A complex of webbers, loopers, bud worms, caterpillars etc occur on cashew flowers. Important species include,
- Hypatima haligramma M.
- Anarsia sp.
- Lamida moncusalis W.
- Nanaguna sp.
- Thylacoptila paurosema M.
- Archips sp.
- Euproctis sp.
- Aetholix flavibasalis G.
Other caterpillars are Dudua aprobola, Oenospila flavifusata, Tinolius sp., Perixera sp., Bombotelia jocosatrix etc.
- Infestation by lepidopterans especially by H. haligramma and Anarsia sp. starts soon after the emergence of inflorescences and panicle/bud expansion stage.
- The infestation by lepidopterans gradually increases from December first week reaching a peak during the last week of December or first fortnight of January.
- But the population of most of the lepidopteran species decreases drastically during March.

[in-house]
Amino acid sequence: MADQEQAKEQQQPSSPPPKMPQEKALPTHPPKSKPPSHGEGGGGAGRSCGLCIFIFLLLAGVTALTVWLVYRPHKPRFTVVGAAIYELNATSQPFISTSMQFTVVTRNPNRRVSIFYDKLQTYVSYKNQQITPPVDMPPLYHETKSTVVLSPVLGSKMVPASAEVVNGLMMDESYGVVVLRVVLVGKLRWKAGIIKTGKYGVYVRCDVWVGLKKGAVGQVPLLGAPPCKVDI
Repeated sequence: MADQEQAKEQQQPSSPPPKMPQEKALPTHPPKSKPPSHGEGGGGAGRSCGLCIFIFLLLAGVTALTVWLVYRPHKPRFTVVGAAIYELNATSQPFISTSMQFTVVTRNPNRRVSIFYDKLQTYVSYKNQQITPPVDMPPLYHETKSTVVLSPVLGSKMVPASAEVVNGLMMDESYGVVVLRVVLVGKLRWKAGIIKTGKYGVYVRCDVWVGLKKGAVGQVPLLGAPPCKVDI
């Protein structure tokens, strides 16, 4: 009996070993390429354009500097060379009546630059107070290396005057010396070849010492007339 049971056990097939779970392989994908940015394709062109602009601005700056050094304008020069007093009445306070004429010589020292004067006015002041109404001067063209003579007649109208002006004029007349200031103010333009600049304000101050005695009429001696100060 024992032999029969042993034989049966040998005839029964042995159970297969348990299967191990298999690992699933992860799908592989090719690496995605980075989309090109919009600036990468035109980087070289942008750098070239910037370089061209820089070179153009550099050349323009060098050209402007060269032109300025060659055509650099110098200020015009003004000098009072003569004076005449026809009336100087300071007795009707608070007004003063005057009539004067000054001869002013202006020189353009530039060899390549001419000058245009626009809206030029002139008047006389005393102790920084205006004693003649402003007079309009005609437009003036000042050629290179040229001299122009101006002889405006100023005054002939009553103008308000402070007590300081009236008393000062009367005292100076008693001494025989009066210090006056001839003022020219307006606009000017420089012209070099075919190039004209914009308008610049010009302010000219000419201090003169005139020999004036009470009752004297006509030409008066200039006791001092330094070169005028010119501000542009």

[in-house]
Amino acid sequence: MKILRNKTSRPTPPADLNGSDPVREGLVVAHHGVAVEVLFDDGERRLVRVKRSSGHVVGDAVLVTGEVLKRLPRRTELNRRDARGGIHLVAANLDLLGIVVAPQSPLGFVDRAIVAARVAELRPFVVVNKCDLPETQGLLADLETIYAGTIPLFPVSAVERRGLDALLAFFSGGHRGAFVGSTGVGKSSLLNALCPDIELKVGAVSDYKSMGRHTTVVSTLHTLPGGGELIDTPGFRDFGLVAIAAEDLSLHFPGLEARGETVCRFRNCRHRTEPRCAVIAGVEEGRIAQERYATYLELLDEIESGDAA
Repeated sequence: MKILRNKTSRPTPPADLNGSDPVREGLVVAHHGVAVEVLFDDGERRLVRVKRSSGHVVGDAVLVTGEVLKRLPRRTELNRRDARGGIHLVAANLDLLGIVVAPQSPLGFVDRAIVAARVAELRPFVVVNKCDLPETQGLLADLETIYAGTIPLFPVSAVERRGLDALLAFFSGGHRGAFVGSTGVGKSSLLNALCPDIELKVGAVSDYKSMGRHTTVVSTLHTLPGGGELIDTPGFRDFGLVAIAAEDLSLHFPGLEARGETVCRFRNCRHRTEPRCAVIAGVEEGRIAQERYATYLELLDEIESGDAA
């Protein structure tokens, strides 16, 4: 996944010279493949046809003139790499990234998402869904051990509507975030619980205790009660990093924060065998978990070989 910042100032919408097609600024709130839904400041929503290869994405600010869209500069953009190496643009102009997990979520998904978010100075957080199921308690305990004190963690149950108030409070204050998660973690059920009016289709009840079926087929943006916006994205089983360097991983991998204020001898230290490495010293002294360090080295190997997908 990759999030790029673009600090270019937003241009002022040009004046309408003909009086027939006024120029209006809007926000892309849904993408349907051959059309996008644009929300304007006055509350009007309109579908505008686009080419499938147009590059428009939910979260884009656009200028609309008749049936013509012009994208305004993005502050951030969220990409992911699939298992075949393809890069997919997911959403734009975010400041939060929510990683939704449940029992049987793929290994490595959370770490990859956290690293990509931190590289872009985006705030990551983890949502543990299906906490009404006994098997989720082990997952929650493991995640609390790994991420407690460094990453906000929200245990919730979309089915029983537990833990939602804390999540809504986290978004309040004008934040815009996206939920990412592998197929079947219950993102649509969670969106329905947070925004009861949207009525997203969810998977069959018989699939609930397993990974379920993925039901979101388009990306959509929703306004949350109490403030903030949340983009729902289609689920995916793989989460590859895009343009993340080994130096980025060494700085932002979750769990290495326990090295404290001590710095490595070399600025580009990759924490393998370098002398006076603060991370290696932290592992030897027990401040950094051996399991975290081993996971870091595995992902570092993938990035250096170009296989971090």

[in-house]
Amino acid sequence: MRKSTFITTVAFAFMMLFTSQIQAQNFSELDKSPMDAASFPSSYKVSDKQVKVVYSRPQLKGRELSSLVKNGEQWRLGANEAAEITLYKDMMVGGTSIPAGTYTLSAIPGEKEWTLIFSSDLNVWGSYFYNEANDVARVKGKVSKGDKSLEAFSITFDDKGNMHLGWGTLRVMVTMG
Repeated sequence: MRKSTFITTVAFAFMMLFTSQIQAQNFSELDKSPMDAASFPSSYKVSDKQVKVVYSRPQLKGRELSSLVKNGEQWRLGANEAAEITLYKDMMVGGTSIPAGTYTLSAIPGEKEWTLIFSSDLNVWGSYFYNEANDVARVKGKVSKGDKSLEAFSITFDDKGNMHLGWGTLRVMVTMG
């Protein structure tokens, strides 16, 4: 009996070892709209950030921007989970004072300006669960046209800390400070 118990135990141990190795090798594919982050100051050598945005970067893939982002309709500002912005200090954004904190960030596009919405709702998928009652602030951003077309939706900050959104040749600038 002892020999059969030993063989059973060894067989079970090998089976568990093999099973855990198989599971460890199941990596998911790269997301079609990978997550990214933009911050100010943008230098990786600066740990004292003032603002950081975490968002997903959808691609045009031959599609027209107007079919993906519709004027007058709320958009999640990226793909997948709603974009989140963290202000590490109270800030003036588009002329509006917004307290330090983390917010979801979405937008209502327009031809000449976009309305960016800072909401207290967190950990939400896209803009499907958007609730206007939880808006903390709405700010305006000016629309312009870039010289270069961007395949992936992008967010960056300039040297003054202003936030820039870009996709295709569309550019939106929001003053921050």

- Incidence of certain leaf feeding caterpillars like B. jocosatrix, O. flavifusata, Pingasa ruginaria, Perixera sp., Hyposidra spp., Euproctis sp. and A. flavibasalis can also be noticed on flowers between December and January especially during delayed flushing and early flowering seasons.
Symptoms of damage
- Damaged portions of buds, flowers, panicle rachis, drying of flowers, webbing of flower clumps and reduced nut set.
- In general, sprays taken up to manage TMB help in reducing most of the minor pests of cashew. But if management measures are not taken up timely, these inflorescence pests can cause significant yield loss.
- Studies indicate that timely application of insecticides against lepidopteran flower pests can minimize the yield loss by 20-50 per cent depending on the nature of pest infestations and damage intensity.
- Thus, though TMB damage is not seen, if inflorescence pests are severe, managing them at peak infestation period is essential to avoid yield loss.